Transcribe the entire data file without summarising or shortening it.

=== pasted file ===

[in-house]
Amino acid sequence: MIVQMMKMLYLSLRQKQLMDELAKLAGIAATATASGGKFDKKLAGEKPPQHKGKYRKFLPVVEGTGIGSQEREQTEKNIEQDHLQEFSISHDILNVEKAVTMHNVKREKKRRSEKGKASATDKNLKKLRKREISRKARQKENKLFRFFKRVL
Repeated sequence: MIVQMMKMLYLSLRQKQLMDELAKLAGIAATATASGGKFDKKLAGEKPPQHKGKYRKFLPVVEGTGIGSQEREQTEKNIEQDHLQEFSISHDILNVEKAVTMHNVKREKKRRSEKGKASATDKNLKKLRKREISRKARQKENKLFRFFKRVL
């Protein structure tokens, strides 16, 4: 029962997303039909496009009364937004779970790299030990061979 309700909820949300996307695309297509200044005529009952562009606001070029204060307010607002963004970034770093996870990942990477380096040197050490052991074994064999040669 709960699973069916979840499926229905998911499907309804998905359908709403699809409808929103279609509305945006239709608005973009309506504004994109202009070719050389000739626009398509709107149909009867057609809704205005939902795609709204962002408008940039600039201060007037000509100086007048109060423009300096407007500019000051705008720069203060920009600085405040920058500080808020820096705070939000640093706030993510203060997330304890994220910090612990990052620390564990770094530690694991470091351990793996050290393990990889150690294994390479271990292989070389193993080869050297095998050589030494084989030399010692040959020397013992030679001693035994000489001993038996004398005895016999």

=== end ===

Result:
[in-house]
Amino acid sequence: MIVQMMKMLYLSLRQKQLMDELAKLAGIAATATASGGKFDKKLAGEKPPQHKGKYRKFLPVVEGTGIGSQEREQTEKNIEQDHLQEFSISHDILNVEKAVTMHNVKREKKRRSEKGKASATDKNLKKLRKREISRKARQKENKLFRFFKRVL
Repeated sequence: MIVQMMKMLYLSLRQKQLMDELAKLAGIAATATASGGKFDKKLAGEKPPQHKGKYRKFLPVVEGTGIGSQEREQTEKNIEQDHLQEFSISHDILNVEKAVTMHNVKREKKRRSEKGKASATDKNLKKLRKREISRKARQKENKLFRFFKRVL
């Protein structure tokens, strides 16, 4: 029962997303039909496009009364937004779970790299030990061979 309700909820949300996307695309297509200044005529009952562009606001070029204060307010607002963004970034770093996870990942990477380096040197050490052991074994064999040669 709960699973069916979840499926229905998911499907309804998905359908709403699809409808929103279609509305945006239709608005973009309506504004994109202009070719050389000739626009398509709107149909009867057609809704205005939902795609709204962002408008940039600039201060007037000509100086007048109060423009300096407007500019000051705008720069203060920009600085405040920058500080808020820096705070939000640093706030993510203060997330304890994220910090612990990052620390564990770094530690694991470091351990793996050290393990990889150690294994390479271990292989070389193993080869050297095998050589030494084989030399010692040959020397013992030679001693035994000489001993038996004398005895016999």